I rarely let giant corporations get under my skin.
If McDonald's uses USDA-certified neon pink chicken paste to make their delicious McNuggets, then godspeed Mickey D's. I've no qualms with the red headed clown and his practices, as long as they treat their workers fairly. The same goes for the amazing MacBook Pro, on which I type this, made by Apple's Chinese laborers. It would be hypocritical for me to complain while enjoying the fruits of these companies. However, the merger between Comcast and Time Warner Cable got my proverbial panties in the proverbial bunch.
Allow me to set the stage by quoting Robert Reich, who posted the following on his Facebook this morning:
I can understand why Comcast wants to buy its rival, Time Warner Cable, for $44 billion: It wants more bargaining power over content providers. But consumers will probably see higher prices. Cable subscription fees continue to skyrocket, and in customer-satisfaction surveys subscribers consistently rank cable companies last. The pay-TV industry itself is among the least liked US industries, rivaled only by internet service providers (which are largely the same companies). In the American Customer Service Index, Time Warner Cable and Comcast get the worst scores of all. Some deal.
So, basically, the two most despised companies with the worst customer service in the U.S, are merging in order to jack up prices, squeeze content providers,make the internet less free, continue their bizarre area-based monopolies, and jointly fight regulation in congress.
All subjects of national importance, with deep moral implications for all of us that extend beyond whether or not we can watch Mad Men on HD (which I couldn't because my AMC HD went dark for the duration of the Mad Men season).
Yet, for all my blustering about corporate greed, Internet freedom, and getting money out of politics, my beef with Time Warner is for their imbecilic intrusion into my life. As I write this, there is a Time Warner repair guy sitting in my living room quizzically looking at my TV.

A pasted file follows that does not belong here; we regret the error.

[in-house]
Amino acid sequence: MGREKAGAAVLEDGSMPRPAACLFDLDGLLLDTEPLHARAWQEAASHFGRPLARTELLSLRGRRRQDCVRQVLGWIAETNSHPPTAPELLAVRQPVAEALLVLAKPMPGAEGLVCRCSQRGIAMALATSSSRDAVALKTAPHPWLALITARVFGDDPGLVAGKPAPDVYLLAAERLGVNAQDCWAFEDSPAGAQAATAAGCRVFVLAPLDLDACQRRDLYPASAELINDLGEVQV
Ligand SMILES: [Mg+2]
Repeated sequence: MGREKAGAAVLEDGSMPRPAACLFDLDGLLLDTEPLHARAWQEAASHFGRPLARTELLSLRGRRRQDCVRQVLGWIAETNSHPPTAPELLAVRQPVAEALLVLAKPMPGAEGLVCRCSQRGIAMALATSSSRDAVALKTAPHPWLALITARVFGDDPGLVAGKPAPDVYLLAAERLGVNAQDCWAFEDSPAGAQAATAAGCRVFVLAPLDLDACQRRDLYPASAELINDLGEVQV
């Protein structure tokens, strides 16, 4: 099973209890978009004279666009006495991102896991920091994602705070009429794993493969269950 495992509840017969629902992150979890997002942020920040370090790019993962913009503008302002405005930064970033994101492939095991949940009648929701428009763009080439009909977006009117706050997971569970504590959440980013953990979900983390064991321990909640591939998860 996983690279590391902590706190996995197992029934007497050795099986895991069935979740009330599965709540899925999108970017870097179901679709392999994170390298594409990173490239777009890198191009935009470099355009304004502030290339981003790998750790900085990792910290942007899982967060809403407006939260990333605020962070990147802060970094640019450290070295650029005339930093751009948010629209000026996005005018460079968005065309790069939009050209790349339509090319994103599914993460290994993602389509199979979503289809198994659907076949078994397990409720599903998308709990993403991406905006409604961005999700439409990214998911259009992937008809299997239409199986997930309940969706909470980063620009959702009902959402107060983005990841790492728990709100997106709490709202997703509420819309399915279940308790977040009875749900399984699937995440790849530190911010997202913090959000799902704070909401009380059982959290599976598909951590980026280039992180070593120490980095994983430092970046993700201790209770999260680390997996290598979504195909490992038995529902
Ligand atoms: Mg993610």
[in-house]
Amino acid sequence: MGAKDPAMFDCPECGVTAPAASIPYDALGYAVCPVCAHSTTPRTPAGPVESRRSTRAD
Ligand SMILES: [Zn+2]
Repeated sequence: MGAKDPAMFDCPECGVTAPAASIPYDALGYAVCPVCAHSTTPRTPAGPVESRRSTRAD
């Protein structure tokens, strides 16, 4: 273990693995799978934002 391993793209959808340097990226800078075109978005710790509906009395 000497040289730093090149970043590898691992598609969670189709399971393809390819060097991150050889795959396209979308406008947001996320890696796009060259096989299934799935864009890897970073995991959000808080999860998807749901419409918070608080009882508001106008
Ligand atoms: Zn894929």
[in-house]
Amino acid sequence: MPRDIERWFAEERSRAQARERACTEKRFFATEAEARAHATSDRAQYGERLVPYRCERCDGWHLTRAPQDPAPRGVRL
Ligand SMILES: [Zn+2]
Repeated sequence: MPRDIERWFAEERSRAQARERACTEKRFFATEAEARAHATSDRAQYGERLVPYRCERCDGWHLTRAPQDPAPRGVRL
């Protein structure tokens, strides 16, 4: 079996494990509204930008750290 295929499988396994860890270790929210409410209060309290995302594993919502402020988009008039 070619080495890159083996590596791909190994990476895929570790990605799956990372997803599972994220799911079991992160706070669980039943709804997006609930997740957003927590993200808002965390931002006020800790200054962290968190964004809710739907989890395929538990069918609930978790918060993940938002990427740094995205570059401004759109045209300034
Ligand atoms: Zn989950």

Perfectly nice guy. Smelled good. Hard worker, no doubt.
He's here because the guy we had over last week left me two shoddy cable boxes, neither of which work. HE was here, because the guy prior to him couldn't figure out why channels kept disappearing. The guy before HIM was here because our audio would randomly cut out.
In all, we've had a TWC guy come in roughly once every other month for the last year or so. Every single time they have been super professional, pretty knowledgeable, and nearly to a man, THEY ALL ADMITTED TO NOT USING TWC AT HOME. That's right! Your service is so awful that your own employees prefer your competitors.
"Why do you suppose that is?"I ask, looking at my brand new TWC/ Motorola cable box which is bigger than my Blu-Ray player and my old Direct TV box combined. Seriously. I specifically ask for their newest box, and they are currently installing what looks like a Ford Crown Victoria in my living room. I'm half expecting a sarcastic pterodactyl to come out and say "If you wanted the good equipment you'd get DVR in both your TVs," Flintstone style.
So we must naturally ask ourselves, what would Ayn Rand do? She'd probably burst in holding Alan Greenspan's hand, shave my beard, and declare that the free market allows me to go to their competitors. Hooray for Ayn Rand! One snag, of course. Not only is Ayn Rand dead, so the bursting in is totally out, but in my building Time Warner is the only cable provider allowed to function. Not sure what deal with the devil was reached and with whom, but our landlord specifically made us break our happy union with Direct TV (Who was the best! Miss you! XOXO) because their filthy dishes are not allowed on our historic building, telling us Time Warner was the only option.
You can shake your head, and say "Tut-tut, what pitiful first-world problems we have here." but my situation is precisely why we should all be appalled by this awful merger. These two companies are the poster children for of how out of hand corporations have gotten in their goals for profits. When rigging the system becomes more profitable than providing even basic services, you can count on profit-based entities to act accordingly without the proper regulations in place. A horrifying reality, made only more horrific when it manifests itself while I'm trying to watch Game of Thrones.
Follow Alf LaMont on Twitter: www.twitter.com/alflamont